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What to Pack for the Beach (Detailed 2024 Guide)

What to Pack for the Beach (Detailed 2024 Guide)

Anyone who doesn’t love a beach either hasn’t been to one or has deeply confused priorities. But then, my literal idea of heaven is lying in the sun from dawn until dusk with a good book in my hands.

There is actually factually nowhere I’d rather be than somewhere with hot rays and an ocean view, so I might be a little biased.

If you share my love, though, you get it. From the Caribbean to the Mediterranean, Panama Beach to Myrtle Beach, nothing beats sand, surf, and seashells – as long as you’ve got the right gear to keep you company.

Let’s take a look at what constitutes the best beach bag ever… and everything else but the kitchen sink!

Bare (Beach) Necessities

A woman wearing swimwear while laying on the swimming ring placed on the sand, pictured for the bare  beach necessities section of the guide titled what to pack for the beach.

WAYHOME studio/Shutterstock

Here are the basics for a day at the beach:


It hardly bears saying that you’re going to need your swimsuit with you when you head to the seaside. However, here are a few smart tips to keep in mind:

  • If you’re traveling internationally, bring two suits. It’s expensive to replace clothing abroad, and it’s not always easy either. If you lose one in the wash, snap a drawstring, or otherwise suffer a mishap, it’s nice to have another option already to hand.
  • Bring mix-and-match swimwear. If you like bikinis, bring two tops and two bottoms that coordinate with one another. If you wear trunks and sunblock tees, then bring two of each as well in coordinating colors.
  • If you’re going somewhere that has chancy weather, consider bringing a suit with more coverage. For women, searching “swimsuits for Muslims” will yield lots of options that cover the legs and arms to keep you warm. This is ideal for Caribbean vacations in the winter, for example, when the weather can be hot or cool with rain showers.
  • Bring your swimsuits in your carry-on bag. That way, if your luggage gets lost, you can still hit the beach while you’re waiting for it.


Shorts are the perfect accompaniment to a swimsuit: layer and go. Bring several pairs of shorts with you on your trip, but make sure they’re the kind that’s easy to wash and wear.

Jeans aren’t usually the best choice, since they are hard to rinse out in the sink of your hotel or resort and they dry slowly. Instead, try linen, light cotton, or a poly blend that dries out quickly and wicks moisture away while you’re walking around.


It’s annoying to plonk through the sand with large shoes on your feet, which is why everyone brings sandals to the beach. Again, this is obvious, but what’s less obvious is that you should avoid flip-flops.

These are a bad choice for people who follow the hallowed two-shoe rule because they don’t work for nice meals out or walking around town. They’re also a bad choice because they can break easily, and sandals – like suits – are expensive to replace on vacation.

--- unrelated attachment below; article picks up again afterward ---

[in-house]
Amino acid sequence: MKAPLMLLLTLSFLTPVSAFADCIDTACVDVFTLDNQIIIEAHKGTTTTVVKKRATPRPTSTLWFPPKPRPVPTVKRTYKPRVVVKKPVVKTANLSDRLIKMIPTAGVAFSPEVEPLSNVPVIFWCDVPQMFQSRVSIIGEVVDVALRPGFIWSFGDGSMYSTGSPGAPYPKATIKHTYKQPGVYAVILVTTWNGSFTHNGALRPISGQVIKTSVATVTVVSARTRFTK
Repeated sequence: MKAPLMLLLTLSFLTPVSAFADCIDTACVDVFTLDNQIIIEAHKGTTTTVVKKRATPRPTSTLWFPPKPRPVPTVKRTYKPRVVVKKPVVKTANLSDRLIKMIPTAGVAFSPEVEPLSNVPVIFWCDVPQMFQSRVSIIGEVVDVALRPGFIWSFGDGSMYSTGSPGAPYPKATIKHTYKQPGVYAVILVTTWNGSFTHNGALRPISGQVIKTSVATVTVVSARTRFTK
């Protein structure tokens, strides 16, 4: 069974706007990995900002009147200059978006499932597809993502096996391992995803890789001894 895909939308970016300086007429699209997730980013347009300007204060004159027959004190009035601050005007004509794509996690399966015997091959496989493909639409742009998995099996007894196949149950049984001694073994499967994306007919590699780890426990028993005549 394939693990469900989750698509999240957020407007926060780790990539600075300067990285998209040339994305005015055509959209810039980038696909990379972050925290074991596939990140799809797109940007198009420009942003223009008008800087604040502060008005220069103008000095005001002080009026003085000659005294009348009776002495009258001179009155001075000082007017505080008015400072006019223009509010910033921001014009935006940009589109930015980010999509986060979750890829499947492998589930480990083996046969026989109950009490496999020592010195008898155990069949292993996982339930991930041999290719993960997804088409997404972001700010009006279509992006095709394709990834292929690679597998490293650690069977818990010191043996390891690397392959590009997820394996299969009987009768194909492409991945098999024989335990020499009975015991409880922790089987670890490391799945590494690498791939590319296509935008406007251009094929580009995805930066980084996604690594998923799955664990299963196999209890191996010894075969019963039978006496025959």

Instead, bring beach shoes where the upper is stitched to the sole rather than just shoved through a hole. That makes it much more likely your shoes will last the trip and help you avoid an expensive replacement.

Cover Up

A woman wearing a cover up above her bikini while walking on the beach, a piece on a section on the guide about what to pack for the beach.


A beach cover up is the perfect middle ground between a towel and a shirt. It’s easy to put on, wicks water away, and keeps the sun off.

A large shawl will do nicely if you want maximum ease, but a quick search online will yield you some nice options for cover ups with sleeves. Think cover ups are only for women? Think again!

Cover ups are getting more popular for guys and those who enjoy masculine wear, providing all the same services without the gauzy appeal.

Beach Bag

A beach bag should be big enough to carry all your gear, including your towel, but not so big that you dread picking it up. Here are some of our favorite choices.

Water Bottle

Always bring a water bottle to the beach, and don’t assume that you’ll be able to find drinks to buy where you’re going. Many beaches don’t have concession stands, especially the more unspoiled ones.

Even where concessions are available, they tend to be expensive and limited, without proper options for hydration. Instead, bring a bottle that filters water like this portable LifeStraw system.

Note: LifeStraw and other water bottles with filtration systems do not work on pool water or salt water, so don’t try. All you’ll have is one less LifeStraw and a stomachache.


Skin cancer is an ever-present danger for beach bums. The face is a very common place for cancer to develop, so it’s important to protect it.

Choose hats that:

  • Have a large brim so you can cover your entire face, neck, and ears
  • Are made of thick material that blocks all rays – especially important if you have any patches of thinning hair
  • Fold up nicely in a carry-on; like suits, you want them as soon as you arrive

Solar Charger or Power Bank

Am I betraying my beach obsession if I recommend bringing a solar charger for your cell phone? Seriously, then you never have to go inside. Like, all day.

Solar chargers give you the option of charging your phone while you lie there. Power banks are another option, providing enough juice to keep your phone going all day without the solar panels.

Beach Towel

A little girls sharing a towel on the beach, one of the essentials to pack for the beach.


Some people choose to use the towels provided by their hotel or resort, while others like to bring their own.